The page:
Interval cancer, or postcolonoscopy cancer, is one of the dreaded outcomes following colonoscopy. Much of the quality movement in colonoscopy has been directed to preventing this outcome. This study is a review of 107 interval cancers at a single medical center in England, involving 61,110 colonoscopies over an 11-year period with a 3-year interval cancer rate of 4.7%.
There were 30 patients (28%) with prior colorectal cancer (CRC) resections; 4 of these patients had familial adenomatous polyposis or Lynch syndrome and 9 had IBD. Only 5 patients had multiple polyps on previous examinations.
Using the World Endoscopy Organization scheme for attributing cause, 27% of interval cancers were categorized as possible missed lesions with an adequate prior examination, 58% as possible missed lesions with an inadequate prior examination, 8% as a lesion that was detected but not resected, and 7% as a probable incomplete resection of an identified lesion.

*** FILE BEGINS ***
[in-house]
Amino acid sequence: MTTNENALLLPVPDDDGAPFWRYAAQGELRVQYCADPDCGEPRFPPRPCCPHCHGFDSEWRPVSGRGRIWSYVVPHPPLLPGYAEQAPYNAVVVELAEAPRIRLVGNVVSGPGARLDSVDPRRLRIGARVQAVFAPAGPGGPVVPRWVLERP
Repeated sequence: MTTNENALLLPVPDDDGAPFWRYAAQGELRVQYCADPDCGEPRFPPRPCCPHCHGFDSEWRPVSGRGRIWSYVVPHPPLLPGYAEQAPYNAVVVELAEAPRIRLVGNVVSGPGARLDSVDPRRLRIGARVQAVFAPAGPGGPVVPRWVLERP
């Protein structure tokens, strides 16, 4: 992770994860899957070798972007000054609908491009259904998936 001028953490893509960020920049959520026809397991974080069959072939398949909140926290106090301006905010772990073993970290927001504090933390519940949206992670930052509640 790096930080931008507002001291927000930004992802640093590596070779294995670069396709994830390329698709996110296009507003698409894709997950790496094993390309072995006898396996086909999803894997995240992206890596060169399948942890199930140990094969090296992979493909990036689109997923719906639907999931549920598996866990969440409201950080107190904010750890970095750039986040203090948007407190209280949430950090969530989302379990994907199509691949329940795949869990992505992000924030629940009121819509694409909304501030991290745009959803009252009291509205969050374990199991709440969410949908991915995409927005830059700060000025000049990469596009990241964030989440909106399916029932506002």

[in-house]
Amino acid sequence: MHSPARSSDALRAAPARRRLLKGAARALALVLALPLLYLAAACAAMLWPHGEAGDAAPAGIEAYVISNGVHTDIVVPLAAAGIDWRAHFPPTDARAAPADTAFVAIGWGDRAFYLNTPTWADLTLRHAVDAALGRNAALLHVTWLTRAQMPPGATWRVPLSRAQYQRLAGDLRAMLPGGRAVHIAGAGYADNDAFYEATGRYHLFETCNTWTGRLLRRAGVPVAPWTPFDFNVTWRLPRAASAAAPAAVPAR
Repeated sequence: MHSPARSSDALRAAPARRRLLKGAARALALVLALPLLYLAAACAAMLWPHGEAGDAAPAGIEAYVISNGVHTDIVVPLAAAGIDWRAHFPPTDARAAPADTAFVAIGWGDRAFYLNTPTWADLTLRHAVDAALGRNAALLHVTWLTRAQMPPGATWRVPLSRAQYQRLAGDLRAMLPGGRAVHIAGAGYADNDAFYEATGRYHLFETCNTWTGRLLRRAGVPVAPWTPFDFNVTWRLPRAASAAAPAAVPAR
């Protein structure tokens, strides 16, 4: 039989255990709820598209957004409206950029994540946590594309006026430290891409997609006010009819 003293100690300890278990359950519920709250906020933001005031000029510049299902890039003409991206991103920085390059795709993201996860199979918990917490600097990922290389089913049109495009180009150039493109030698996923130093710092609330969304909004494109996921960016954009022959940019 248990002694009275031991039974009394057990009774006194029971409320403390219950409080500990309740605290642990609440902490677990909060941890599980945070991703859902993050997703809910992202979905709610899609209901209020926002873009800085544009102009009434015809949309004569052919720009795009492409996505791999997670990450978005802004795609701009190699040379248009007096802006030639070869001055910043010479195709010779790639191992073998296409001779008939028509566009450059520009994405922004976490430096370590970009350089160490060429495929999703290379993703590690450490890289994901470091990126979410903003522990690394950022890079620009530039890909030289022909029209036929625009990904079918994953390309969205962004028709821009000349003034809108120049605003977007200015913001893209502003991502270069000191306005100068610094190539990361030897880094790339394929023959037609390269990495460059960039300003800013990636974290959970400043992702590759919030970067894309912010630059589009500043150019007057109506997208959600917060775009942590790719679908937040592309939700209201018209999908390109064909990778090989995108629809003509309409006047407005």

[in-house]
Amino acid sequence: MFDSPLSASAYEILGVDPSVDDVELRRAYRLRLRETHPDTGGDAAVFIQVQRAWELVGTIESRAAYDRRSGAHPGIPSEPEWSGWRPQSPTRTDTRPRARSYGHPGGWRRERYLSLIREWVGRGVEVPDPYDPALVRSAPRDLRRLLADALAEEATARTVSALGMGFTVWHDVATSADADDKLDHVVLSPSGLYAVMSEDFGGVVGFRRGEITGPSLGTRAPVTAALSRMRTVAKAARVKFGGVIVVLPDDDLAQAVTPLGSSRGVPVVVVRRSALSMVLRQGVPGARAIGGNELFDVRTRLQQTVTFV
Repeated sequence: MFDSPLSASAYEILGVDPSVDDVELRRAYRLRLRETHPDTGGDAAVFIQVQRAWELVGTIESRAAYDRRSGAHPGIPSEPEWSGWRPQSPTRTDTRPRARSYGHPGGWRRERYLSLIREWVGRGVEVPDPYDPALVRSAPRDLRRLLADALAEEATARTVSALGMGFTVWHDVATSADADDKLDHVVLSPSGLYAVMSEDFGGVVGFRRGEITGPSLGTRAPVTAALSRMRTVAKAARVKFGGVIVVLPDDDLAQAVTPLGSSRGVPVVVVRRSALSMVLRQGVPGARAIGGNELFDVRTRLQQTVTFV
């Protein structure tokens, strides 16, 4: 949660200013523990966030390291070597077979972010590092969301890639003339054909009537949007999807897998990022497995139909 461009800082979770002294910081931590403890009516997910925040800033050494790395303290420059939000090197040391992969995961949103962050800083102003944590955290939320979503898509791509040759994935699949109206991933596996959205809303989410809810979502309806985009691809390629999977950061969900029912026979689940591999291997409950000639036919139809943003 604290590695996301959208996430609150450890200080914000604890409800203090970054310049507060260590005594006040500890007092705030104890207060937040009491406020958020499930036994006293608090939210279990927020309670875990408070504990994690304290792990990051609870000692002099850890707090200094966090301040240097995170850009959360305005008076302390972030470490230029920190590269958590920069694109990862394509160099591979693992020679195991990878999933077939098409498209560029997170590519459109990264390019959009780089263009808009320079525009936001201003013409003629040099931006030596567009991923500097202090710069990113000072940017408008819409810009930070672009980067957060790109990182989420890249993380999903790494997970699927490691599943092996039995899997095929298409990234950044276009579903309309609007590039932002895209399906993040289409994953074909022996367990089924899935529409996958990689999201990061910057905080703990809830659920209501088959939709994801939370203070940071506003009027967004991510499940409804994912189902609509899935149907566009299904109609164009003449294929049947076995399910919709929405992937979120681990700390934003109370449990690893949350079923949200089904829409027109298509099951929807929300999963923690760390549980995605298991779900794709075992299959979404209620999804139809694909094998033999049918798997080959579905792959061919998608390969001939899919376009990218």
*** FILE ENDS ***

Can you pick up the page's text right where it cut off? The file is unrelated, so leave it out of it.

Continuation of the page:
Some interesting features:
- Only 31.4% of patients with proximal colon cancers had index examinations that were complete with adequate photo documentation.
- Only 10% of patients had examinations that were complete with adequate photo documentation, rectal retroflexion, and good bowel preparation.
- Rectal retroflexion was documented by either language or photography in only 15% of cases.
- Only 1 in 9 patients with IBD had chromoendoscopy, and only 1 had segmental biopsies.
- There were 18 cases in which follow-up procedures were delayed or not booked by administrative staff.
- There were 29 cases in which extra-procedural decisions by the endoscopist, such as not repeating a colonoscopy following an exam with an inadequate bowel preparation, contributed to development of postcolonoscopy CRC.
Anderson R, Burr NE, Valori R. Causes of post-colonoscopy colorectal cancers based on World Endoscopy Organization system of analysis. Gastroenterology 2020 Jan 8. (Epub ahead of print) (https://doi.org/10.1053/j.gastro.2019.12.031)